presented, at the time the accused applied for bail, as to his guilt. There must be a hearing. c. Under the Rules of Court, no bail shall be allowed after the judgement has become final, or after the accused has commenced to serve sentence. 10. Yes, the constitutional right of the accused to be personally present and to be heard in his defense by himself may be waived. Thus trial may proceed notwithstanding the absence of the accused provided that three conditions concur: a. He has been arraigned; b. He has been duly notified of the trial; and c. His failure to appear is unjustified. 11. Writ of habeas corpus is an order issued by a court of competent jurisdiction, directed to the person detaining another, commanding him to produce the body of the prisoner at a designated time and place, and to show sufficient cause for holding in custody the individual so detained. The privilege of the writ of habeas corpus (not the writ itself) may be suspended by the President in case of invasion, insurrection, or rebellion, or imminent danger thereof, when public safety requires it. 12. Right against self-incrimination means that no person shall be compelled to be a witness against himself. This is a protection against self-incrimination which may expose a person to criminal liability. It is founded on grounds of: a. Public policy because if the party is thus required to testify, he would be placed under the strongest temptation to commit the crime of perjury; and b. Humanity, because it prevents the extortion by duress. 13. Double jeopardy of the accused is committed if the following conditions are present: a. He has been previously brought to trial; b. In a court of competent jurisdiction; c. Under valid complaint or information d. He has been arraigned and pleaded (either guilt or not guilty) to the charge; e. He has been convicted or acquitted or the case against him has been dismissed or otherwise terminated without his express consent; and f. He is being charged again for the same offense. 14. An ex post facto law is one which, operating retrospectively a. Makes an act done before the passage of a law, innocent when done, criminal and punishes such act; or b. Aggravates a crime or makes it greater than when it is committed; or c. Changes the punishment and inflicts a greater punishment than when the law annexed to the crime, when committed; or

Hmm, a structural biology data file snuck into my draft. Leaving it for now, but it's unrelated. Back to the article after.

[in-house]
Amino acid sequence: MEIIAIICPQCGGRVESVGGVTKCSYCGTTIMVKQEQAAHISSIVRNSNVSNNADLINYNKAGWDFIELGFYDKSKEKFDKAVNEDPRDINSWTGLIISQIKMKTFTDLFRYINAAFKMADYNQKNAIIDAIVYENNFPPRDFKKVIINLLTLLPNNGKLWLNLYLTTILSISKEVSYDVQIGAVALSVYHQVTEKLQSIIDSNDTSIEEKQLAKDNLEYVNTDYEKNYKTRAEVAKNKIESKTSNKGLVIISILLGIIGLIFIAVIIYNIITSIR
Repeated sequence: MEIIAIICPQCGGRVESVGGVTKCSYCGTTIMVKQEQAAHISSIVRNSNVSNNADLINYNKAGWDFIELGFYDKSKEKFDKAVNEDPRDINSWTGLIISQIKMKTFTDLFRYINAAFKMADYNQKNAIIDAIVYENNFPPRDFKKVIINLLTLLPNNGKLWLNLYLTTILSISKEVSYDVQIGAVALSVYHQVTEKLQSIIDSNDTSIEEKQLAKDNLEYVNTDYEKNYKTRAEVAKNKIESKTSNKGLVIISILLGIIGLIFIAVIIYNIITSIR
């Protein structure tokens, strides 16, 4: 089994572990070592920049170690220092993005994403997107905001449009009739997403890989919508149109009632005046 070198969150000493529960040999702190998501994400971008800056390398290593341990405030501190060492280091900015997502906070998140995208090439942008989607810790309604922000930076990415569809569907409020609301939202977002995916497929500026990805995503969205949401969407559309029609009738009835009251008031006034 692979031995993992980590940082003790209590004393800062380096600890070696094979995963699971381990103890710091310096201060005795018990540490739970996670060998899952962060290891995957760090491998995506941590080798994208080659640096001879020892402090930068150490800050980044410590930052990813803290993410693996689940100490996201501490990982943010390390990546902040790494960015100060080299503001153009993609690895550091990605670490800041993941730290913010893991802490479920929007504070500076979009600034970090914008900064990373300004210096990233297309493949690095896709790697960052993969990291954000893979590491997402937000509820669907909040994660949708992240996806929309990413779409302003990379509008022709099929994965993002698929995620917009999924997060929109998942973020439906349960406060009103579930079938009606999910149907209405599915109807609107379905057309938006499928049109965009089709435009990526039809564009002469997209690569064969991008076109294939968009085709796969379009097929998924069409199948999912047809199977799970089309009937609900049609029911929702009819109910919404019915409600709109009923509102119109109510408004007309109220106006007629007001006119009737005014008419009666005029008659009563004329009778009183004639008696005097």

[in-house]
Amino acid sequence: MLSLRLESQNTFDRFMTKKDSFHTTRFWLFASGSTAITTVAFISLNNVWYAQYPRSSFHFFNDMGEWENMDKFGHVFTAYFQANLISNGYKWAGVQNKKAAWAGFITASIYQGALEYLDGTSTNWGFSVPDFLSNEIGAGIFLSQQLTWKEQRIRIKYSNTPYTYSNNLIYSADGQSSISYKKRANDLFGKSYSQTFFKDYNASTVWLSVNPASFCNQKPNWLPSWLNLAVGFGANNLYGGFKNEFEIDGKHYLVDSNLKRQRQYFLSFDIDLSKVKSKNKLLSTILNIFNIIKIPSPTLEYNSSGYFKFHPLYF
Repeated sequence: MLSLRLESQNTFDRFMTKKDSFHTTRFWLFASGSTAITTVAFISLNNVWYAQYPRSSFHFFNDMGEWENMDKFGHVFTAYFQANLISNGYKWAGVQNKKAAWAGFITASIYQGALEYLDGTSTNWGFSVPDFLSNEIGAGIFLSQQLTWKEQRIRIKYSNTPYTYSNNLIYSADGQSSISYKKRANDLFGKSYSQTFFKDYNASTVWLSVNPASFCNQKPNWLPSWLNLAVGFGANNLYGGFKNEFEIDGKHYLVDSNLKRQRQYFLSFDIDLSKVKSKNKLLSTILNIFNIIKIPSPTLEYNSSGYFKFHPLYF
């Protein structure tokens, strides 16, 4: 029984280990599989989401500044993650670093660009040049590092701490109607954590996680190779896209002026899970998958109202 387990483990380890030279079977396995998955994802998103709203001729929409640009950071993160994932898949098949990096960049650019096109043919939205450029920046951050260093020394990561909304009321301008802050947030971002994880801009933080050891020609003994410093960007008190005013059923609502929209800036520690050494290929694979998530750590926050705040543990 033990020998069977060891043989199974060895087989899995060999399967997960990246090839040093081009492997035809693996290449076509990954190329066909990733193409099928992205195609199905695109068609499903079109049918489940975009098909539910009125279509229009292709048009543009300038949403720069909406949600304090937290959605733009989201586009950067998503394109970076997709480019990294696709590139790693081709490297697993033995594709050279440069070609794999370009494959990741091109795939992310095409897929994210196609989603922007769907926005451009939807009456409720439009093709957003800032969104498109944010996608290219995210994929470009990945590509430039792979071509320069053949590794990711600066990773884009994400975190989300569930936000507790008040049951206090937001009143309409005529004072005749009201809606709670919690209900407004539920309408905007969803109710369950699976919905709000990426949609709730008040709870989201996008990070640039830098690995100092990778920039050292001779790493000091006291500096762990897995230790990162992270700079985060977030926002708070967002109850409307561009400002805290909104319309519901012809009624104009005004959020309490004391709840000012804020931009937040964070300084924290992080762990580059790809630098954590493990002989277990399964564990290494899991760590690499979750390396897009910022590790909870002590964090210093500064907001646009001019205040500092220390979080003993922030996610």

d. Alters the legal rules of evidence, and receives less or different testimony than the law required at the time if commission of the offense, in order to convict the offender. Ex post facto laws are absolutely prohibited unless they are favorable to the accused. 15. Bill of attainder is a legislative act which inflicts punishment without a judicial trial. If the punishment is less than death, the act is called a bill of pains and penalties. It is included within the meaning of bill of attainder as used in the Constitution.